Our Brazil nut supplier, Freeworld Trading, based in Edinburgh, has donated a fire engine to the tiny Bolivian town of Riberalta.
This town with a population of 100,000, and only just over 100 years old is situated at the confluence of the rivers Beni and Madre De Dios, and is where most of the worlds brazil nuts are cracked. Brazil nuts represent over half Amazonian income and are collected in Bolivia, Peru and Brazil. The cracking and international distribution of these nuts begins at Riberalta.
Freeworld Trading handles around a third of this entire trade with sales throughout the world from Australia to California.
The Brazil nut only grows in the Amazon, in its home of deep wild rainforest. Every bag of nuts has to be carried out of the jungle, on river and rough road to Riberalta. Because of this, this trade represents a sustainable future for the rainforest. Families in Northern Bolivia can make a living by collecting Brazils and other wild non timber forest products, a living good enough to provide medical care and university level education for their children.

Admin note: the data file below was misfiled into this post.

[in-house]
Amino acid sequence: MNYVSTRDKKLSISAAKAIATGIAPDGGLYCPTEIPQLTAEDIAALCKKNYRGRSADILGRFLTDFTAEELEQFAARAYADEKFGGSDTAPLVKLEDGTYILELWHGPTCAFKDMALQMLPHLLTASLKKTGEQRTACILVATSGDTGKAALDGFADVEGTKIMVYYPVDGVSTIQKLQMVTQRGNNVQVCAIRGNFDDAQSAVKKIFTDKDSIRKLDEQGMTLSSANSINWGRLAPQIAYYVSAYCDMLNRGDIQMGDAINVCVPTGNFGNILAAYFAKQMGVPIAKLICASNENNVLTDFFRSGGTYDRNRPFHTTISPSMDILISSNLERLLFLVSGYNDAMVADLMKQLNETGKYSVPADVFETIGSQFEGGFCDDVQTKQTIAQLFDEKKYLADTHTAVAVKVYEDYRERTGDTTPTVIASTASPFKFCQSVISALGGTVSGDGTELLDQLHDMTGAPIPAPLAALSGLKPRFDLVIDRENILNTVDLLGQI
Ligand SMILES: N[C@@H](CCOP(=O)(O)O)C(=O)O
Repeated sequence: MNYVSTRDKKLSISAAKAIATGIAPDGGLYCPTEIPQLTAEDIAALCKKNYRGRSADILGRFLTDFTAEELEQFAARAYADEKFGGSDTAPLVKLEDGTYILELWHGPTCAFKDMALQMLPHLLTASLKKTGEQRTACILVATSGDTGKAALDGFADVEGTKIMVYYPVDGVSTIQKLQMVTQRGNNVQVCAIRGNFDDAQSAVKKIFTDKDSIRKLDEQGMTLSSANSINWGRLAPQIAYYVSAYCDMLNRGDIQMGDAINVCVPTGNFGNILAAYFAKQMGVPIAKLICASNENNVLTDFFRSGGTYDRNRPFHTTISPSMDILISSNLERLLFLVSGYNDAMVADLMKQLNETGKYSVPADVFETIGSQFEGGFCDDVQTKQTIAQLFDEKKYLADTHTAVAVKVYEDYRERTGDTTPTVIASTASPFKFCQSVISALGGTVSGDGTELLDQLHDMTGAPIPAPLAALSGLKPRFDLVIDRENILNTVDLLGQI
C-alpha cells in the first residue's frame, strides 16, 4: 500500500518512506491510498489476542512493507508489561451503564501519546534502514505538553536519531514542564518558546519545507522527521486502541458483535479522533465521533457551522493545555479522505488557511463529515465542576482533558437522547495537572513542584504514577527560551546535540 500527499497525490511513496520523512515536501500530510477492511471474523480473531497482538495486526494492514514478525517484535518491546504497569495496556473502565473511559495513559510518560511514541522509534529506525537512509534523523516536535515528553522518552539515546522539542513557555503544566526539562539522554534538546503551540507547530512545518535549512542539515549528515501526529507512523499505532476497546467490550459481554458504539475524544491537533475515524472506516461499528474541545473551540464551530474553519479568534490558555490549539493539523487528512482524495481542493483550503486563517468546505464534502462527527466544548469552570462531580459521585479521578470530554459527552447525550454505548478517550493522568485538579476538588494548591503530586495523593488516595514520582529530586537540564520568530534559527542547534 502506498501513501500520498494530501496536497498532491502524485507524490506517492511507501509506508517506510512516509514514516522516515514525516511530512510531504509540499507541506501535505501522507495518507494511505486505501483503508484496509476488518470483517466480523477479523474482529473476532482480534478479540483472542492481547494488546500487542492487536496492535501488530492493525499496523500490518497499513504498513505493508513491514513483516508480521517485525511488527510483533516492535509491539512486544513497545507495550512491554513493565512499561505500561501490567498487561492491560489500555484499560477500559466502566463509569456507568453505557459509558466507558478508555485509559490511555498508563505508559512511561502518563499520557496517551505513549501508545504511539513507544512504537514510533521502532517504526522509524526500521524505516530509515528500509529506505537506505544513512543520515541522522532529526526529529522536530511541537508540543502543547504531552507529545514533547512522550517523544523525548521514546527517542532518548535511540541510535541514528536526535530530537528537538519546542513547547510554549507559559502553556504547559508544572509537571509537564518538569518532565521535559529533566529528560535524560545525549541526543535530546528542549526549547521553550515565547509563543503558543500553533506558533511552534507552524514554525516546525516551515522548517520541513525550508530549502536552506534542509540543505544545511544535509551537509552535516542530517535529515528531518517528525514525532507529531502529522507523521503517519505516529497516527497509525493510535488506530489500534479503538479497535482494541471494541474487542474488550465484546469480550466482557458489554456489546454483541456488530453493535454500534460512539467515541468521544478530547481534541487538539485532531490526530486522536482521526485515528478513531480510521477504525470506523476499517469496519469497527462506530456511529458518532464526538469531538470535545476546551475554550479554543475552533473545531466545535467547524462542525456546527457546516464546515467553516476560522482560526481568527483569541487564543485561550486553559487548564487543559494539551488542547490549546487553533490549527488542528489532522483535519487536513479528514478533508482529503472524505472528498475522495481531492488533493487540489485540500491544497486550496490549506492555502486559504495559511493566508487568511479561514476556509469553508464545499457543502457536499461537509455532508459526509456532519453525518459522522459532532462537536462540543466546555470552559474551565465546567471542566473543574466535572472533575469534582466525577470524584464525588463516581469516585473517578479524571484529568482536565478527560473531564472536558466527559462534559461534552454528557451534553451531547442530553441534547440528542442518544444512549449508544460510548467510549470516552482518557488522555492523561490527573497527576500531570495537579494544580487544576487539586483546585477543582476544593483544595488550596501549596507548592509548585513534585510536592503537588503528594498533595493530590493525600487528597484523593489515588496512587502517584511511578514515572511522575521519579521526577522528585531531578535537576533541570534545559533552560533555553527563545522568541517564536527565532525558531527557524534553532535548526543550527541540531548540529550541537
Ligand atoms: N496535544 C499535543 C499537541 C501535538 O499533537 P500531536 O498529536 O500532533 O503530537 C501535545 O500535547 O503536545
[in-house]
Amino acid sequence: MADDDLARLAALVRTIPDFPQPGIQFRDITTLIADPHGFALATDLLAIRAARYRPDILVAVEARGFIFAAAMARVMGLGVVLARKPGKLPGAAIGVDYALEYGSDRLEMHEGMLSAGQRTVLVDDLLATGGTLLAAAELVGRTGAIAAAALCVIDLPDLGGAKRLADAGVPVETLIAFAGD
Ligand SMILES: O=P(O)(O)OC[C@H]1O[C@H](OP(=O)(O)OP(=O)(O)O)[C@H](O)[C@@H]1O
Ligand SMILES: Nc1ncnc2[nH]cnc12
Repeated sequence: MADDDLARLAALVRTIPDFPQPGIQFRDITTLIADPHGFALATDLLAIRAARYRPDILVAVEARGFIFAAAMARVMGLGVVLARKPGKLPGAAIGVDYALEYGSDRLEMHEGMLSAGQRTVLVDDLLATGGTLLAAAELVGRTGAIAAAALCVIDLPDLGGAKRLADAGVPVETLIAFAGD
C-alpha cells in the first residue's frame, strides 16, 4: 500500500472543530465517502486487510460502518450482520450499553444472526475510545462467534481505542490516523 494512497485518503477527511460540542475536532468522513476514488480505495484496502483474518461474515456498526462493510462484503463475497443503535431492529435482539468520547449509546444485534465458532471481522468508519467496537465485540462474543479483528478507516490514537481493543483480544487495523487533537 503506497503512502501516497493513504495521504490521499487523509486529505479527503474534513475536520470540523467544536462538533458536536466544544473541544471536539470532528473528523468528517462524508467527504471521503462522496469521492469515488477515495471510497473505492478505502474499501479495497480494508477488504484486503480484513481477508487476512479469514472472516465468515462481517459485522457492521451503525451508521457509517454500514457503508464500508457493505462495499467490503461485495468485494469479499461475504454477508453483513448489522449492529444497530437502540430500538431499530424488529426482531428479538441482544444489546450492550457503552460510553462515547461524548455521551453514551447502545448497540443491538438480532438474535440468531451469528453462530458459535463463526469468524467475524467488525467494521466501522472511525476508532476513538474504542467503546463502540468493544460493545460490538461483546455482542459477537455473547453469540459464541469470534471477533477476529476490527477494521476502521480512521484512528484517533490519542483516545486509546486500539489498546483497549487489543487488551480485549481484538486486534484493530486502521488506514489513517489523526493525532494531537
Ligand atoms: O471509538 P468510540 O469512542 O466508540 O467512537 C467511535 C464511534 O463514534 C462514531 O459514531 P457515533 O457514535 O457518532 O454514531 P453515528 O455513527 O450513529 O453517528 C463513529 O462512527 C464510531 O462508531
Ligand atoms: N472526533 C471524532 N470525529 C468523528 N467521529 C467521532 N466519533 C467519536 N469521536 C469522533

Freeworld Trading is involved in a project with the Royal Botanic Gardens, Kew, supported by the Darwin Initiative, to develop access to markets for a wider range of sustainable forest products, thus helping to support livelihoods in Bolivian forest communities.
By buying these products the public makes a meaningful contribution to the preservation of the rain forest and hence bio diversity.
Every year many people lose their house, property, health and sometimes life to fire in Riberalta. Even though there is a small airport, there was no fire engine until now.
Freeworld Trading in a 50/50 arrangement with the Bolivian company Amazonas-Manutata paid for the refurbishment and refitting (just short of USD 100,000) of this fire engine which was donated by the American Embassy.